How the Government Lost the Article 50 case

by Pavlos Eleftheriadis | 27.01.2017

The Supreme Court judgment in Gina Miller is not merely an affirmation of what the High Court said. The eight-member majority confirmed the earlier decision, but also took the opportunity to restate a fundamental principle, which had been left implicit by the lower court. The High Court said that the substantive rights arising out of EU law and the European Communities Act 1972, in employment, environment, consumer protection, competition or free movement, could not be abolished merely by the exercise of the royal prerogative. This was a standard interpretation of existing law, adapted for Article 50.  The Supreme Court accepted that this was correct, but added one additional reason.

The Court accepted that membership in the European Union is not merely an act of alliance with other states or an “international” decision, as some have suggested. It marks the transformation of a state’s legal order. Membership means that any law made in cooperation with those other states through the Commission, the Council of Ministers and the European Parliament – under the supervision of the European Court of Justice – becomes without any intervening step the law of the land. So the European Communities Act 1972 did not merely mark the incorporation of some existing or future identifiable substantive rights, for example in employment, equality, environmental or consumer law. It also marked the creation of a new law-making process.  

Withdrawal from the EU under Article 50 will abolish the substantive EU law rights already created since 1973. But it will also abolish the cooperative law-making process. This was a further reason to reject the government’s submissions. Such constitutionally significant change, the Supreme Court held, could not happen through exercising the Royal Prerogative. The Supreme Court’s majority says, at par.82, that their conclusion follows from “the ordinary application of basic concepts of constitutional law to the present case”.

It sounds mundane but it is not. It puts beyond doubt something that many have doubted: constitutional change cannot happen in the United Kingdom through practice, evolution or change of opinion, as some constitutional theorists believe. Constitutional change can only happen through the proper channels of democratic law making. This is not said anywhere explicitly in our unwritten constitution, but is now held by the Supreme Court to be true as a “basic concept” of the constitution. The Court’s decision is thus a restatement of the idea that the rules and principles of the constitution ought to have a systematic coherence.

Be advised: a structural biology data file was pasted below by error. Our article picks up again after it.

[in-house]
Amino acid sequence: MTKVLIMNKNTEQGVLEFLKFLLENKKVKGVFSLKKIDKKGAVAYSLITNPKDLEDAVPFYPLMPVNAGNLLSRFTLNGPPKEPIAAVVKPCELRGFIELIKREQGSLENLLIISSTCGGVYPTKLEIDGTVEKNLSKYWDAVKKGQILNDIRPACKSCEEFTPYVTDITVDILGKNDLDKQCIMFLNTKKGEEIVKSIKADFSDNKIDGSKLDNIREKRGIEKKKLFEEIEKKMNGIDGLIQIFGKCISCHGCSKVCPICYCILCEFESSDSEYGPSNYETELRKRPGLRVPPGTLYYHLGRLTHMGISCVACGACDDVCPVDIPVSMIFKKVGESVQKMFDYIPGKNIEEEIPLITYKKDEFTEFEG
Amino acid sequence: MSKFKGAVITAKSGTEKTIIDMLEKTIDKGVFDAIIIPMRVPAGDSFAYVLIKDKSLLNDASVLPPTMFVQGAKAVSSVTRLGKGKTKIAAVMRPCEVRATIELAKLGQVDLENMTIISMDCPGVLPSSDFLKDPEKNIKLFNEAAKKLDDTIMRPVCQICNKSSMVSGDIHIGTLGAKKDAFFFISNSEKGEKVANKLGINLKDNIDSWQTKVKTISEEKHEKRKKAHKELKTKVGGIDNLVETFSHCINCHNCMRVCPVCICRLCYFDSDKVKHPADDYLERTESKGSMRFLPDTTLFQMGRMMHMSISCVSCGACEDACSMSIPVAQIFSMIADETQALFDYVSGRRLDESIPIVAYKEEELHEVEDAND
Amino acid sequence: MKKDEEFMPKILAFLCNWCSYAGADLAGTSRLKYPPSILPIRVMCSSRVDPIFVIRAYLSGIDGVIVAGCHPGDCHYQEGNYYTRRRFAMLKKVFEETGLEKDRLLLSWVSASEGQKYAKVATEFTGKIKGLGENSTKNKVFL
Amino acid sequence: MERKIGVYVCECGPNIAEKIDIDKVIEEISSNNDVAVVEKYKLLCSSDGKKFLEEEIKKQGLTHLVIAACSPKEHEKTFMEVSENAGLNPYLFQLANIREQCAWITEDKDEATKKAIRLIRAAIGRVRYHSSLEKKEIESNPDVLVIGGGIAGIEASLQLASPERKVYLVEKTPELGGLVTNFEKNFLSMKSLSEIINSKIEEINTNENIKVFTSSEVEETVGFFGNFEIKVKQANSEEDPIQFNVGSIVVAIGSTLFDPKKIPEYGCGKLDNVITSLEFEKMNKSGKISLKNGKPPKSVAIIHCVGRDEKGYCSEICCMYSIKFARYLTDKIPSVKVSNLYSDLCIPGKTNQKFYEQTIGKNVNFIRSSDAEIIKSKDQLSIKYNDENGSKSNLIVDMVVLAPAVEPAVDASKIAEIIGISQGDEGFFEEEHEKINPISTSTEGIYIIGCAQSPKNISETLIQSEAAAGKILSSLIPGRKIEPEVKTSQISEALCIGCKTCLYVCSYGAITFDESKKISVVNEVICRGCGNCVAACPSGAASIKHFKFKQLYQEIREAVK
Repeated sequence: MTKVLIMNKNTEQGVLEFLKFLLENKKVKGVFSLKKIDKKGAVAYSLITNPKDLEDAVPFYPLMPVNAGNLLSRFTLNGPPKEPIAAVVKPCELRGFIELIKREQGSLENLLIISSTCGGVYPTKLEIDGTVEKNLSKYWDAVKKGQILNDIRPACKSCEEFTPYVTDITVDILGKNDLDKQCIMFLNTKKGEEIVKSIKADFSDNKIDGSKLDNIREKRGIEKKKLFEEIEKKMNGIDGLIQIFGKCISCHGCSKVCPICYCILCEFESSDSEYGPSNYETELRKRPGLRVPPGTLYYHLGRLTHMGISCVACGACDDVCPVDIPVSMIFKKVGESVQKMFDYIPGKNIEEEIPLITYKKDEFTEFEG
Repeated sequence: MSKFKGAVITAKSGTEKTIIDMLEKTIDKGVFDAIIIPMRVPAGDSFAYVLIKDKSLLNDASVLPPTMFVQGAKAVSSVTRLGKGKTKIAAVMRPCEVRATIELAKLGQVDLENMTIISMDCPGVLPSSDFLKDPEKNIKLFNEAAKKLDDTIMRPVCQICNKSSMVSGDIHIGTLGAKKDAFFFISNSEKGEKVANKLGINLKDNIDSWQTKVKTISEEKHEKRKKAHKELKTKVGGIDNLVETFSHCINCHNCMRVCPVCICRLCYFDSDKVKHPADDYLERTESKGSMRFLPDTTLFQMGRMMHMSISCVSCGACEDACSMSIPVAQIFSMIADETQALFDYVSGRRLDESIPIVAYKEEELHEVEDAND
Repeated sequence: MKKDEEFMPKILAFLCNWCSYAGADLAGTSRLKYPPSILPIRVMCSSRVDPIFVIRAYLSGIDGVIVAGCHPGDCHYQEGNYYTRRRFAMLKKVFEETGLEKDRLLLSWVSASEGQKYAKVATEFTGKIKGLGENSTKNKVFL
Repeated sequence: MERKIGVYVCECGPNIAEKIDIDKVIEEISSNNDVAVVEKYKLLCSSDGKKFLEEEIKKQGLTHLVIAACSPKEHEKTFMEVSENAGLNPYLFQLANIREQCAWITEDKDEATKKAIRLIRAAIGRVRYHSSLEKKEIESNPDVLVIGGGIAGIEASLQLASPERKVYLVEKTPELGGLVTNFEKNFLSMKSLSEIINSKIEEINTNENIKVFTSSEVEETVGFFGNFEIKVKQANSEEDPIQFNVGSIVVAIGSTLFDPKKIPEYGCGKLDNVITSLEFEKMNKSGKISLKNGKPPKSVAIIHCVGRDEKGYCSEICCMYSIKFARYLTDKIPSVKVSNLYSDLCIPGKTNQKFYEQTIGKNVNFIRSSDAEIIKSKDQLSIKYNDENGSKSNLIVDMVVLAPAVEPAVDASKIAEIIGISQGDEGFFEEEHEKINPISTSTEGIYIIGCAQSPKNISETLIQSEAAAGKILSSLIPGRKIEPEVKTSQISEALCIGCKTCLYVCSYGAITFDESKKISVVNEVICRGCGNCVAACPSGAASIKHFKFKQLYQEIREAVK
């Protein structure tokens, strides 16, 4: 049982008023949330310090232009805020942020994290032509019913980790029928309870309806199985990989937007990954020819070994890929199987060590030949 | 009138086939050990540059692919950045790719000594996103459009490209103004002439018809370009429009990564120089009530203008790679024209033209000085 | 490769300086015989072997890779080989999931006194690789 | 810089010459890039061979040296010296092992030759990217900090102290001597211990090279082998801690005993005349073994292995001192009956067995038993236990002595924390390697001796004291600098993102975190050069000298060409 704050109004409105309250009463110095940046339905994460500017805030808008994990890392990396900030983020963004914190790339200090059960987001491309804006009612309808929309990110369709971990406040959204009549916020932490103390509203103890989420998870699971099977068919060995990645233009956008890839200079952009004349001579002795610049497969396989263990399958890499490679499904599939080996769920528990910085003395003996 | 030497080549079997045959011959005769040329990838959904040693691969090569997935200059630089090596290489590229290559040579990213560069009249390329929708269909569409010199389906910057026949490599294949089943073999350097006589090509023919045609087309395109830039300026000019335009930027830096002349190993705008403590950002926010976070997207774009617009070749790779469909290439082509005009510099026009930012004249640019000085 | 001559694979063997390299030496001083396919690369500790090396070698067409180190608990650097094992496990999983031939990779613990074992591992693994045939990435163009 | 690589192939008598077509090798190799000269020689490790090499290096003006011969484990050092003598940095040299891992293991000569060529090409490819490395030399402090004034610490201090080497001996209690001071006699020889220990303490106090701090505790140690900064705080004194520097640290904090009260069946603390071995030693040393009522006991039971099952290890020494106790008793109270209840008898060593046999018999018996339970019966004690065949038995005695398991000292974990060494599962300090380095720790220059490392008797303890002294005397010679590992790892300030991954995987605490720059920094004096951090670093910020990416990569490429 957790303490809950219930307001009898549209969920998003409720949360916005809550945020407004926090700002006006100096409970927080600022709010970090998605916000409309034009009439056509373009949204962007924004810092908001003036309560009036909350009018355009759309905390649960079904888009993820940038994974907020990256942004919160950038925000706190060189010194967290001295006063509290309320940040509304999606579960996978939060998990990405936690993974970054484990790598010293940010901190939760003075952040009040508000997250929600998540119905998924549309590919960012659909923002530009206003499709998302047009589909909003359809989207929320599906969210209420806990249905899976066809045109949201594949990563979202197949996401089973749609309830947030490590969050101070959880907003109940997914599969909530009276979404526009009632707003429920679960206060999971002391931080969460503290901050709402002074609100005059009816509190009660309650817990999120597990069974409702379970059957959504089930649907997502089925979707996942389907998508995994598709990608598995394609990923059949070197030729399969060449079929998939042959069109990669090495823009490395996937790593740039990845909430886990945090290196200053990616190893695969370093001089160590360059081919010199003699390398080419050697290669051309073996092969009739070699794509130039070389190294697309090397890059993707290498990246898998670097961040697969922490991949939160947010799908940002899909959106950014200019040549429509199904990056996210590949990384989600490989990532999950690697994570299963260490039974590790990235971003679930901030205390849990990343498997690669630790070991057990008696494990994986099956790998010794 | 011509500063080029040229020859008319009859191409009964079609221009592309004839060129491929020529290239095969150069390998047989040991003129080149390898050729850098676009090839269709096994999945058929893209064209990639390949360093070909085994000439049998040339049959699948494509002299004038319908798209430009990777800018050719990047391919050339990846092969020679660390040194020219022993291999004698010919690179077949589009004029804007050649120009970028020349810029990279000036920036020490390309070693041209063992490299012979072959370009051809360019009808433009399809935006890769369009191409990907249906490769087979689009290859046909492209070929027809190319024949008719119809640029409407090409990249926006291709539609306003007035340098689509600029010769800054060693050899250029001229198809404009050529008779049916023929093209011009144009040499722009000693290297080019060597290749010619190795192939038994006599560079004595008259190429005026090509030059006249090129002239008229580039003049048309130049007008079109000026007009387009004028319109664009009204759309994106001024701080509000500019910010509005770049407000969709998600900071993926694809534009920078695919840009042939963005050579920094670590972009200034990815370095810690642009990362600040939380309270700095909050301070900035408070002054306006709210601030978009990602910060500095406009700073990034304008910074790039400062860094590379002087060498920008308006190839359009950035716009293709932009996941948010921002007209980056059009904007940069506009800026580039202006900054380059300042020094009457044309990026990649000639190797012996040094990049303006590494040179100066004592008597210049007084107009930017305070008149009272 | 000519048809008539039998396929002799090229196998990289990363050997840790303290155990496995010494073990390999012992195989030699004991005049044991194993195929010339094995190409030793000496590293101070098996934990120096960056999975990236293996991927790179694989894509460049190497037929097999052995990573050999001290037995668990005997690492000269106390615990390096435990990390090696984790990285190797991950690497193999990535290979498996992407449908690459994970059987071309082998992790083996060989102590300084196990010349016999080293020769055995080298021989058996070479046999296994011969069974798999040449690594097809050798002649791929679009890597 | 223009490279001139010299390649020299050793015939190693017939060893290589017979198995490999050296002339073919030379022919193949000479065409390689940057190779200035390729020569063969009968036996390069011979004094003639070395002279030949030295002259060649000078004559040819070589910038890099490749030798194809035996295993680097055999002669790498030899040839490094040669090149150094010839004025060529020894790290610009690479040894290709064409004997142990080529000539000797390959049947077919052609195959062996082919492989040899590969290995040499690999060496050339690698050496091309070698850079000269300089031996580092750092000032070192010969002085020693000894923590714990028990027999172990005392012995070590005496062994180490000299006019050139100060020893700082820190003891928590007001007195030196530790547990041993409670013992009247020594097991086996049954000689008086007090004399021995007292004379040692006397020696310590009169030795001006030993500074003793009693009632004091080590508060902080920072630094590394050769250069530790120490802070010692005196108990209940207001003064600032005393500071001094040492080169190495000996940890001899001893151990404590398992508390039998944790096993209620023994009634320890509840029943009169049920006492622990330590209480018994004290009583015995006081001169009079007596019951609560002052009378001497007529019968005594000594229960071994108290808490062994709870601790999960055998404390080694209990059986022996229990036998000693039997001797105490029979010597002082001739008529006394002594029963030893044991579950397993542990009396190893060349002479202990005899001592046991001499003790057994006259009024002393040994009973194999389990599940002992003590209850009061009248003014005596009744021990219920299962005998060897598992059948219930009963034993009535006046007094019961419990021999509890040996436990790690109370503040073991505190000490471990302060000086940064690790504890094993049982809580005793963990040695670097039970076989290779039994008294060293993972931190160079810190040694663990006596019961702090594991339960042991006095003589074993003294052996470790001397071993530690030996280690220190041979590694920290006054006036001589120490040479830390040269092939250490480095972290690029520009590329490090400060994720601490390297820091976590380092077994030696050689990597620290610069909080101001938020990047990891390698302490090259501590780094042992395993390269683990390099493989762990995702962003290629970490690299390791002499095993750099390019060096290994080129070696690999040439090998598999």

This idea is not entirely new. Some acts have been held to be so constitutionally important that “implied repeal” is not enough to set them aside. Parliament can only repeal them explicitly. The Supreme Court applied this doctrine to the question of Brexit, making the government’s defeat heavier than it had been at the High Court. Having now said that Brexit is a constitutional matter, it follows that an “implied repeal” of the European Communities Act 1972 could not be enough.

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    Many of the critics of the majority judgment seem to endorse a different theory of the constitution, whose origins are Victorian. The theory is that because the constitution of the United Kingdom is a unique creation of its history, it does not need to follow the basic principles of coherence one finds elsewhere. No particular structure of the constitution is needed, other than the simplest idea of the sovereignty of parliament, however indeterminate. This used to be the dominant theory, famously articulated by A. V. Dicey.

    Fortunately, the highest court of the United Kingdom has once again rejected these elaborate but clearly false constructions. The more accurate position, which returns the UK constitution to its origins in the Bill of Rights 1688 and its seventeenth century liberal and egalitarian roots, is that there is no need for an obscure and supposedly ancient theory of “sovereignty” to make the UK constitution work. The UK’s constitution is very much like all others: it has always relied on higher principles of constitutional justice for equal citizens, properly deliberated and defended in legal reasoning. This is why it changes only through the democratic legal process, by acts of parliament.  

    Pavlos Eleftheriadis is a fellow of Mansfield College, Oxford and a barrister at Francis Taylor Building

    Edited by Michael Prest

    Categories: Post-Brexit